Pasloski and crew make a mess of civil society

Pasloski and crew make a mess of civil society Open Letter to Liz Hanson: There are many metrics for measuring democracy. Seats in a legislature is one, and the most abused. In the last election the Yukon Party won just 40.6 per cent of the vote; most Y

Open Letter to Liz Hanson:

There are many metrics for measuring democracy. Seats in a legislature is one, and the most abused.

In the last election the Yukon Party won just 40.6 per cent of the vote; most Yukoners did not want a Pasloski government. But the Yukon Party did receive a big stick to ideologically whack the majority. This is obvious, but it bears restating.

On the eve of many important decisions, we need someone to speak for the 59.4 per cent of Yukoners who are not being well represented by our government. Call them “the opposition,” “the underrepresented majority,” “the hoi polloi,” or, if you like, the “true voices of the Yukon” – but please be our voice.

Speaking of truth, remember how, during the last election campaign, Pasloski refused to discuss his party’s vision for the Peel watershed? It’s premature, he claimed. Misleading? Now, with a couple of weeks left before the moratorium on mineral staking in the Peel watershed expires, his party claims that it is premature to announce their decision about whether to renew this withdrawal of staking. Disingenuous? Even if the truth about his position on staking is revealed in the dying days of this legislative sitting, there won’t be time for debate. Sly? Most Yukoners could be excused for being puzzled about where to find truth within this government.

Another metric of good governance is the state of civil society. This is what happens every day. Do citizens have channels for thoughtful participation in government? Is anybody listening?

Civil society can be developed. Most recently, forums for building civil society have been written into the Yukon land claims agreements. Councils and commissions are mandated to provide public debate and discussion and to achieve workable consensuses around planning issues.

The Peel Watershed Planning Commission is one. Their six years of consultations and the Peel Watershed Regional Land Use Plan is a good example of civil society in action.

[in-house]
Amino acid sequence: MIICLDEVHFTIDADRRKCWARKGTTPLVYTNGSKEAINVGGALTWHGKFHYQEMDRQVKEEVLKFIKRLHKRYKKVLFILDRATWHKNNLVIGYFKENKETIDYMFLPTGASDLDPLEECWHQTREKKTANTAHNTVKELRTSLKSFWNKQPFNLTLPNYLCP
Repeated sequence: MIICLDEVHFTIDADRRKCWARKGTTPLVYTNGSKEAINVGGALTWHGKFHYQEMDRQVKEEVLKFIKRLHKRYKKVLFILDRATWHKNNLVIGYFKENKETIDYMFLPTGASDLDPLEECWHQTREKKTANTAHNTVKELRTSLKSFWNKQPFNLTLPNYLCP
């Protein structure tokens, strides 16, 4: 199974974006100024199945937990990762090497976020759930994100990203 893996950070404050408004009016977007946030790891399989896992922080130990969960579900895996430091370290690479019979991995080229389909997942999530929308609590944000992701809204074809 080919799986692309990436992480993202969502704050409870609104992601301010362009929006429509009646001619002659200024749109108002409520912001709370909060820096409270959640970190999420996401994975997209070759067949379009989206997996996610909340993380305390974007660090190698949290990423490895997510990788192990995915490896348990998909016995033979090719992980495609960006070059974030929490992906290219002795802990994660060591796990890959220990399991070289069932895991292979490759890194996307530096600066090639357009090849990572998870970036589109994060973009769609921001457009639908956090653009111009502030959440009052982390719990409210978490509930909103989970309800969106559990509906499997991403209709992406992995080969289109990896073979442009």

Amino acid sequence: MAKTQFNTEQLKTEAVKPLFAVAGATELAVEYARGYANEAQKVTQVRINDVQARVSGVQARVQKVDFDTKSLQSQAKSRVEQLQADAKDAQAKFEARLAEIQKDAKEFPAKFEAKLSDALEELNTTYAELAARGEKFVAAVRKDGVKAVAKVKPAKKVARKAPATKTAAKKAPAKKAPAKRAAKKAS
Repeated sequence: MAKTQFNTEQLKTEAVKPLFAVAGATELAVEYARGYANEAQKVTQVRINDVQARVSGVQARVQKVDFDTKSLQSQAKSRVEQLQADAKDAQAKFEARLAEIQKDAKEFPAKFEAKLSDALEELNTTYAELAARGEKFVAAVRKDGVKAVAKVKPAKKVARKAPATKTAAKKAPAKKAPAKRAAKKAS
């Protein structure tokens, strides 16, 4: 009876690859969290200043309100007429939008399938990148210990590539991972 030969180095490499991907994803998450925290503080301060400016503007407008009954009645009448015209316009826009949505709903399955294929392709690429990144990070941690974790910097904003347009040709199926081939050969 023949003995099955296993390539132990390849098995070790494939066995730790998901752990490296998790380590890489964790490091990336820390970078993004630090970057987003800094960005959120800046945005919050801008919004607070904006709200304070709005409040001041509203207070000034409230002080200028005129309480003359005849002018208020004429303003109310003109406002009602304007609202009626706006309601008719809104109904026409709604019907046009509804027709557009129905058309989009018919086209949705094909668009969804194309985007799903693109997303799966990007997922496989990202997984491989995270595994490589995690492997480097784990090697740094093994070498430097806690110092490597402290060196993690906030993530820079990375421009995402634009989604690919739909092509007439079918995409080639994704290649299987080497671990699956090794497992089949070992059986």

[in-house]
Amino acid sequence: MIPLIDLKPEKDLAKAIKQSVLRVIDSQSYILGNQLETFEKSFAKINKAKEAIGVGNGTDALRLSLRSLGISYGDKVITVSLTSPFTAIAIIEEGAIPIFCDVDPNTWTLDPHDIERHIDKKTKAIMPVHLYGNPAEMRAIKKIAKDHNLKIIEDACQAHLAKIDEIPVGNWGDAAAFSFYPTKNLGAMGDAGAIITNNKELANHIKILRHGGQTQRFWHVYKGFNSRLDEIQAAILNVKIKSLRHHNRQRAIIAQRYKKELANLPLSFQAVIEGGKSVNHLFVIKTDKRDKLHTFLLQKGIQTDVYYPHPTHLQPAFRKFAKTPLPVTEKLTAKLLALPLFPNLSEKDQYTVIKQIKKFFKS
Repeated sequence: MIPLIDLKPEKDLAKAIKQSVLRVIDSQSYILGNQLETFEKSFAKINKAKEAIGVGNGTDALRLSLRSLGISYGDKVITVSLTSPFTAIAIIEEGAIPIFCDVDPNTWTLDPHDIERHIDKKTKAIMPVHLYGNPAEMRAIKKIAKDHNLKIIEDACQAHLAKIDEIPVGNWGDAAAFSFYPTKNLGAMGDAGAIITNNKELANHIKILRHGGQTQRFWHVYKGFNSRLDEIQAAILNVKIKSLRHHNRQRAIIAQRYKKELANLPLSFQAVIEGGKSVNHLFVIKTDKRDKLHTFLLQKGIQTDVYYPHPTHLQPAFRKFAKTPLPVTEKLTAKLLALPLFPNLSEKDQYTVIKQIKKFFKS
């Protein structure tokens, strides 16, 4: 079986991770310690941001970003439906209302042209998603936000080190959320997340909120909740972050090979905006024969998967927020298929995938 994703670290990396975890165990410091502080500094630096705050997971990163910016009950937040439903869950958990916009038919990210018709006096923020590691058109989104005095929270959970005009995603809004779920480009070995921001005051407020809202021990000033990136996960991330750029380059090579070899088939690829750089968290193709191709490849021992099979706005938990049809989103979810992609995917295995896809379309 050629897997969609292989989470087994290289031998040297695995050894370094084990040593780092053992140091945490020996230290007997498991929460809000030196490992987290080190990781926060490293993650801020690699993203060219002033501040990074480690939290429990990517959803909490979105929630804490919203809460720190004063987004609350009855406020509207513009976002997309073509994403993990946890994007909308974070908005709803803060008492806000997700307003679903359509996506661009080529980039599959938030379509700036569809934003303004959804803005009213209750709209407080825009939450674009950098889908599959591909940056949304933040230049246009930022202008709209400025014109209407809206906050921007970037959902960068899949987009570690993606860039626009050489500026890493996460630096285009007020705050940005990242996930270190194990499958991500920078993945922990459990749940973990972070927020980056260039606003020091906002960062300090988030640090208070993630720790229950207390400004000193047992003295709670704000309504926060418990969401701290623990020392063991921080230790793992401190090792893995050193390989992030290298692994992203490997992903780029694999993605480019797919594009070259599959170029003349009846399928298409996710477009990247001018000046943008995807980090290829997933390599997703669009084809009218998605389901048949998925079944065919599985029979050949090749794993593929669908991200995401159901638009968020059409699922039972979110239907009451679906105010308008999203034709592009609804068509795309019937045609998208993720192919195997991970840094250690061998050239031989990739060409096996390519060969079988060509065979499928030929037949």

If civil society can be built up, it can also be torn down. Discarding the planning commission’s work belittled the dedication of many Yukon citizens that participated in this planning process.

Cobbling together its own “planning process,” the Pasloski government added insult. It would have been more truthful to say, “We won the most seats in the last election and the rest of you can go to hell.” But no, this government cooked up a half-cocked process. Wouldn’t more truth be refreshing?

Was the shambolic nature of this consultation purposeful, a ruse to conceal unfavourable outcomes (remember the numbers don’t matter)? How could this hastily thrown together “consultation” come close to providing the thoughtful and constructive input received by the impeccable six-year process undertaken by the planning commission?

If the Peel planning situation descends into litigation, it will be further evidence of the serious damage to civil society caused by the present government.

We need voices that can bring more transparency, truth, and civility to governance. We need voices to speak for the majority who did not vote for a Pasloski government. The leader of the Official Opposition is a good place to start.

For that matter, if the Liberals want to nominate someone to speak for “the true voices of the Yukon,” please do. The majority of us need all the voices we can get.

One of the gifts of entering 2014 is that the next election will not seem so far away.

In the meantime, go Liz Hanson, go!

Bob Jickling

Whitehorse

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